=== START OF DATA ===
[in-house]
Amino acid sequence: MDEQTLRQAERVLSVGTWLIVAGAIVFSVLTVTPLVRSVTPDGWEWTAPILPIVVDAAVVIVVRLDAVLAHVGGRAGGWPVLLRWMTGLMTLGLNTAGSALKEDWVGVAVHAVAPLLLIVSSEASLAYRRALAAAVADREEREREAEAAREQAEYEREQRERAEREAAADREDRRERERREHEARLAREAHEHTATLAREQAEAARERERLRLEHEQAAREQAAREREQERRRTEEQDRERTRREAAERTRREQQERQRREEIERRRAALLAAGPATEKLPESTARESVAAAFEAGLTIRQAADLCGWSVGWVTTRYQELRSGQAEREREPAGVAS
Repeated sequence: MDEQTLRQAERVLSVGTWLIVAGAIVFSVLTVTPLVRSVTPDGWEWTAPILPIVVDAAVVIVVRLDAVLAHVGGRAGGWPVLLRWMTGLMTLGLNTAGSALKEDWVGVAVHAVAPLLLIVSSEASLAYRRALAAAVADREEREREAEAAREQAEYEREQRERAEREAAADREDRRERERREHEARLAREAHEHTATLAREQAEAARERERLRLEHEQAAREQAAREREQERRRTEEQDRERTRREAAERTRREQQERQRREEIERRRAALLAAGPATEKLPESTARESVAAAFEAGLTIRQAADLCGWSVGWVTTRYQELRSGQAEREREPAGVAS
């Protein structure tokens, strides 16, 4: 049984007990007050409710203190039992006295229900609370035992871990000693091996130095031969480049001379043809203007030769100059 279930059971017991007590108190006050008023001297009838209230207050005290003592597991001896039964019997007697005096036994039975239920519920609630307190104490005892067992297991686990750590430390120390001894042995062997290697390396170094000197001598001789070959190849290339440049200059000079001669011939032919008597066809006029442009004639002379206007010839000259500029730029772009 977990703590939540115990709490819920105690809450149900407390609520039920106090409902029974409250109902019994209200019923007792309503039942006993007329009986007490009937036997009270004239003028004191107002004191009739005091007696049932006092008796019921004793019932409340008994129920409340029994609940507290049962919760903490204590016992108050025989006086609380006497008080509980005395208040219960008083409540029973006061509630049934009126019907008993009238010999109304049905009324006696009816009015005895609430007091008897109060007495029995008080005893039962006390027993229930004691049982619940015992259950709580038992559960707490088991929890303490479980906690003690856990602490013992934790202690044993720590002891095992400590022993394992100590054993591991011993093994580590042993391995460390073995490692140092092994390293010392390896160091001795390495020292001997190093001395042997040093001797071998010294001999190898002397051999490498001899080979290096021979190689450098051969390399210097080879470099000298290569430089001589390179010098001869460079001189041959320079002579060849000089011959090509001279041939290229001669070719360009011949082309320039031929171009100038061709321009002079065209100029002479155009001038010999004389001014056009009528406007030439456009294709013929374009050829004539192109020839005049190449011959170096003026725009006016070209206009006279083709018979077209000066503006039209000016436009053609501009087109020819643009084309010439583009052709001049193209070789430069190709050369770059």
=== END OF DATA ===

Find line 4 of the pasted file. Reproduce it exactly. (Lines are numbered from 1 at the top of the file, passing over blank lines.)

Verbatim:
């Protein structure tokens, strides 16, 4: 049984007990007050409710203190039992006295229900609370035992871990000693091996130095031969480049001379043809203007030769100059 279930059971017991007590108190006050008023001297009838209230207050005290003592597991001896039964019997007697005096036994039975239920519920609630307190104490005892067992297991686990750590430390120390001894042995062997290697390396170094000197001598001789070959190849290339440049200059000079001669011939032919008597066809006029442009004639002379206007010839000259500029730029772009 977990703590939540115990709490819920105690809450149900407390609520039920106090409902029974409250109902019994209200019923007792309503039942006993007329009986007490009937036997009270004239003028004191107002004191009739005091007696049932006092008796019921004793019932409340008994129920409340029994609940507290049962919760903490204590016992108050025989006086609380006497008080509980005395208040219960008083409540029973006061509630049934009126019907008993009238010999109304049905009324006696009816009015005895609430007091008897109060007495029995008080005893039962006390027993229930004691049982619940015992259950709580038992559960707490088991929890303490479980906690003690856990602490013992934790202690044993720590002891095992400590022993394992100590054993591991011993093994580590042993391995460390073995490692140092092994390293010392390896160091001795390495020292001997190093001395042997040093001797071998010294001999190898002397051999490498001899080979290096021979190689450098051969390399210097080879470099000298290569430089001589390179010098001869460079001189041959320079002579060849000089011959090509001279041939290229001669070719360009011949082309320039031929171009100038061709321009002079065209100029002479155009001038010999004389001014056009009528406007030439456009294709013929374009050829004539192109020839005049190449011959170096003026725009006016070209206009006279083709018979077209000066503006039209000016436009053609501009087109020819643009084309010439583009052709001049193209070789430069190709050369770059």